China is accustomed to acting with impunity when it comes to violations of human rights.
The new security law in Hong Kong is the latest in a string of assertive action against political dissent, and hardly comes as a surprise. China is accustomed to acting with impunity when it comes to violations of human rights. Despite outrage over the Uyghur ‘re-education camps‘, the international community has done next to nothing about it. Despite Chinese agents kidnapping dual-nationals and putting them on trial in China, the world has stood still. Even in regards to the land grabs by China in the South Seas and on the borders with India and Nepal, the global community says a lot and does nothing. It is little wonder that China is now unafraid to pursue aggressive state actions.
China is not going to change. The belief from Western authorities that China can be slowly tempted to change its ways is not realistic. At the same time, pointing more missiles at the country is hardly likely to encourage them to lower their guard. China has never shown any intentions of softening its position on any of its issues, such as developing bases in the South China Sea, closing so-called re-education camps or giving independence to Tibet. Ever more media savvy, the reactions to any topic in which the country or party is criticised are always measured and strong-worded. China will continue to defend itself from public criticism even if that means cutting off its nose to spite its face. Suppression of the population through the Sesame Credit system, restriction on internet access, and threats of re-education discourage many from social and public criticism and, while the rest of the world turns a blind eye, China will push ahead.
The situation in Hong Kong has drawn condemnation from various countries mainly because of its global financial status, but the biggest problem remains mainland China’s ability to mass-produce cheap goods; goods which Western economies are relying upon to reboot their domestic economies in the wake of Covid-19.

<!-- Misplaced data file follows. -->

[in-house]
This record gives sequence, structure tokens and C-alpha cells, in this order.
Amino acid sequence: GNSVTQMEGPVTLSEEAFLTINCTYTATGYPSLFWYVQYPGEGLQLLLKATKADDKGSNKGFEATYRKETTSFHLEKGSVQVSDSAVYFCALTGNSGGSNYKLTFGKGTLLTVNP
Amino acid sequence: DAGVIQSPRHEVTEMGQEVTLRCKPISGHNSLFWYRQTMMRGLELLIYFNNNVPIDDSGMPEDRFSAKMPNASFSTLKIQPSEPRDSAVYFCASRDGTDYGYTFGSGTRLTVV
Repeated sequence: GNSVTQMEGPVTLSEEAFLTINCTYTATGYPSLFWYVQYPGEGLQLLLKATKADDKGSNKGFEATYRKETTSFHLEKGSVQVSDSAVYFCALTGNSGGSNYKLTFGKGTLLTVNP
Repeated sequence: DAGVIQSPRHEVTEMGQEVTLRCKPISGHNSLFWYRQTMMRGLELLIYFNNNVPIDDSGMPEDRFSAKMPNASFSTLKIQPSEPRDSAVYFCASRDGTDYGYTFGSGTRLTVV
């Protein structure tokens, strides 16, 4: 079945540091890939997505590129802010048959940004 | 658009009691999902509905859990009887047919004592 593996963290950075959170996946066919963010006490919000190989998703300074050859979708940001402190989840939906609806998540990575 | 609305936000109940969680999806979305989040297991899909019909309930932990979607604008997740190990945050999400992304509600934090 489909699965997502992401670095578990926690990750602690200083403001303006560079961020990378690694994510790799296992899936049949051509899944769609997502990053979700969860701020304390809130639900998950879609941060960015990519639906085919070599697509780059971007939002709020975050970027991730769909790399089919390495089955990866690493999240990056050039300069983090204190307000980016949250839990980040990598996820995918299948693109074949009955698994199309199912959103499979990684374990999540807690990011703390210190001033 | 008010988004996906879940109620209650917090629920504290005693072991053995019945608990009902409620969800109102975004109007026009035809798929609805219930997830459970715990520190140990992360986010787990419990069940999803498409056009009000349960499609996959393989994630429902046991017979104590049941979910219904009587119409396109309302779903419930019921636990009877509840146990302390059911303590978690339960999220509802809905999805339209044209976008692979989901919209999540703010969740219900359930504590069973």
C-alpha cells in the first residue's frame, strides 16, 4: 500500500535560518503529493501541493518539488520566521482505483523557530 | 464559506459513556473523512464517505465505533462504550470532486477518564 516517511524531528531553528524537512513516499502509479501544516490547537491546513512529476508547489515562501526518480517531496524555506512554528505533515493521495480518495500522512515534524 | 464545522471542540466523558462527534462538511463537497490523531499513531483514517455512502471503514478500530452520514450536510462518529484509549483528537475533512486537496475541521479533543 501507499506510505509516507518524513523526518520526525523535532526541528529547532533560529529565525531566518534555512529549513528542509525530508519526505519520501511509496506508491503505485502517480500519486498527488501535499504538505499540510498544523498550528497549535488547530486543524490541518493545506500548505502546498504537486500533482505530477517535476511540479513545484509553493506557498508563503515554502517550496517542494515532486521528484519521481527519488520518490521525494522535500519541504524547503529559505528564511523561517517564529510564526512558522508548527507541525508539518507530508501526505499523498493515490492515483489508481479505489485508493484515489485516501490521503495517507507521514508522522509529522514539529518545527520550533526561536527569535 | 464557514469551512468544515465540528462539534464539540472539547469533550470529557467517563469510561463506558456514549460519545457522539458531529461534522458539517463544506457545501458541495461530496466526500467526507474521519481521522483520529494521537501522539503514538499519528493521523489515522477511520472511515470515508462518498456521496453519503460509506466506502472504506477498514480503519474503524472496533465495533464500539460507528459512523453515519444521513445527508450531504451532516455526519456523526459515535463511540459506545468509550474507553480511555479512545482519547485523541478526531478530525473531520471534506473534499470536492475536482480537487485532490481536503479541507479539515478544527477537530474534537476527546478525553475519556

Most countries have incoherent policies when it comes to China. Condemning its actions while continuing to seek trade deals or accept Foreign Direct Investment (FDI). Most countries have allowed their supply chains to become interconnected with China to the extent that any significant action poses an immediate and serious economic risk. The Security Law is a warning shot across the bows; China intends to bring what it considers its own back into the fold and increase its political and economic reach; and that likely extends beyond Hong Kong.
The Norwich Radical is non-profit and run by volunteers. All funds raised help cover the maintenance costs of our website, as well as contributing towards future projects and events. Please consider making a small contribution to fund a better media future.
By Jonathan Lee
Another day, another outrage. This time it’s about one-time ‘ISIS bride’ Shamima Begum, a 20-year-old girl from Bethnal Green who has finally had her right to return home recognised, after leaving the UK in 2014 to join the Islamic State of Iraq and al-Sham.
Begum had her citizenship stripped from her in February 2019 by the Home Office. This was declared legal on account of her being a Bangladeshi dual national, meaning she would not be made stateless. However, when she was asked by the BBC, she said she did not have a Bangladeshi passport and had never been to the country. Regardless of the decision against her, her son was a British citizen and should have been allowed to return. Perhaps if he had been allowed to he might have survived. As it was he died of pneumonia in a refugee camp in Northern Syria, a month after his mother had her citizenship revoked. You have to wonder if this all would have happened had she been white?